• Finally, defined contribution plans — despite their popularity — are not as attractive for either the corporate sponsor or the employee. DC plans are not as well-managed and yield lower productivity. Investment options are more limited than those available to DB plans; the plans are subject to higher administrative and management costs; and most importantly, they do not encourage the same level of tax-advantaged savings and investments, nor do they diversify horizon and capital market risks efficiently.
The nation will be truly surprised at how poorly capitalized DC plans are and how little they will contribute to individual retirement needs. The June 2006 issue of Barclays Global Investors' Investment Insights, by M. Barton Waring and Laurence B. Siegel, reported that the current median holding in defined contribution plans at the time of retirement is $44,000, not enough to fund 10 to 20 of years of individual retirement needs.
The current pension accounting reform proposal by the Financial Accounting Standards Board would move us in the right direction in terms of forcing recognition of that long-term liability on the balance sheet, not just in a footnote. Unfortunately, given the current misunderstanding of the value of a defined benefit plan as a tax-efficient reward for human capital, such recognition might increase corporate motivation to freeze them.
The Pension Protection Act of 2006, hastily cleared by Congress in early August, brings welcome protection to sponsors of 401(k) plans to facilitate investment advice and smoothes the impact of yield curve moves on DB plan liabilities, in addition to many other changes in funding rules. But the act does little or nothing to allow companies to pre-fund liabilities on a tax-deductible basis when corporate profits are strong, thus creating reserves when profits are weak.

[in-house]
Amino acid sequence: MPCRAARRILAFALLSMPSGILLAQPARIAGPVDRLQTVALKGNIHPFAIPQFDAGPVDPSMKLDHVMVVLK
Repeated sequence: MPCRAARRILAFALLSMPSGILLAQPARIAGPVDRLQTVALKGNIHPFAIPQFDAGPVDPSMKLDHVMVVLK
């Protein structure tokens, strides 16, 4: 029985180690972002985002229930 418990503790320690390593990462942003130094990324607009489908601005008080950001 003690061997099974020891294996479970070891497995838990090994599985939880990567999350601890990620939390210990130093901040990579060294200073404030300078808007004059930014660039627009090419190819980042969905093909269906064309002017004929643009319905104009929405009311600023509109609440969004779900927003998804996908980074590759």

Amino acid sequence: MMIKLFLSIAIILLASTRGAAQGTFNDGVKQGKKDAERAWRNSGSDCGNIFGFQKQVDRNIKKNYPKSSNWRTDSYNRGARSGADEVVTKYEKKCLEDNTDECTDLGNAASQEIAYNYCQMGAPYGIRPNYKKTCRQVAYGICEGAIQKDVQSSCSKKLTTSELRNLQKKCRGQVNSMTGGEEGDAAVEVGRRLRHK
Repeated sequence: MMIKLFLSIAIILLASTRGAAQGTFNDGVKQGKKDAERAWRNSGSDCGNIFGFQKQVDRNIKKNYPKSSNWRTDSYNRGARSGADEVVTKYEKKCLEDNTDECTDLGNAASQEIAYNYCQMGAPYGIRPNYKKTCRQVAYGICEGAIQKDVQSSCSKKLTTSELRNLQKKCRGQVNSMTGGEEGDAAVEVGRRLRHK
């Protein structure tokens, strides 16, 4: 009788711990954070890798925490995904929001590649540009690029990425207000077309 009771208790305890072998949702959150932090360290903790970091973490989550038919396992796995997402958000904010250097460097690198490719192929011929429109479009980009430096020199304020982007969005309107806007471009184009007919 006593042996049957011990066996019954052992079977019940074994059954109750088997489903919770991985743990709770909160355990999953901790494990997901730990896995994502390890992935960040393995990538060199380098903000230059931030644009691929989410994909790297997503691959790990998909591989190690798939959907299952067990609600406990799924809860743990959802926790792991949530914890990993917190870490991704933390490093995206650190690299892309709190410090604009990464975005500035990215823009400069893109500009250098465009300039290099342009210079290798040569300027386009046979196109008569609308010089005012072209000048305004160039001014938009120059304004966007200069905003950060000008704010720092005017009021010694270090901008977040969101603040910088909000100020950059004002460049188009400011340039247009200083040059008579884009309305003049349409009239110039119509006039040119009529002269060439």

By a combination of neglect in plan design and portability provisions, poor tax policy, shortsighted use of good return years to boost short-term corporate profitability and, in a few cases, pure abuse of trust, we are faced with a significantly underfunded defined benefit plan universe and an even more underfunded DC plan structure. With a focus on the flaws in the current structure and short-term risk and profitability, an increasing number of healthy, tax-paying corporate sponsors are looking to freeze their DB plans, depriving themselves and the country of one of the most important tax benefits for induced savings.
These corporations are killing the goose that lays the golden egg. They are eating the seed corn. They are trading a higher sustainable level of long-term earnings for unsustainable short-term perceptual boosts to profitability. If university endowments did the same thing, the future of higher level private education would be gravely threatened. Can we conclude that with this quality of decision making the future of corporate America is highly threatened? I am afraid the answer is yes.
Hilda Ochoa-Brillembourg is president and CEO of Strategic Investment Group, Arlington, Va.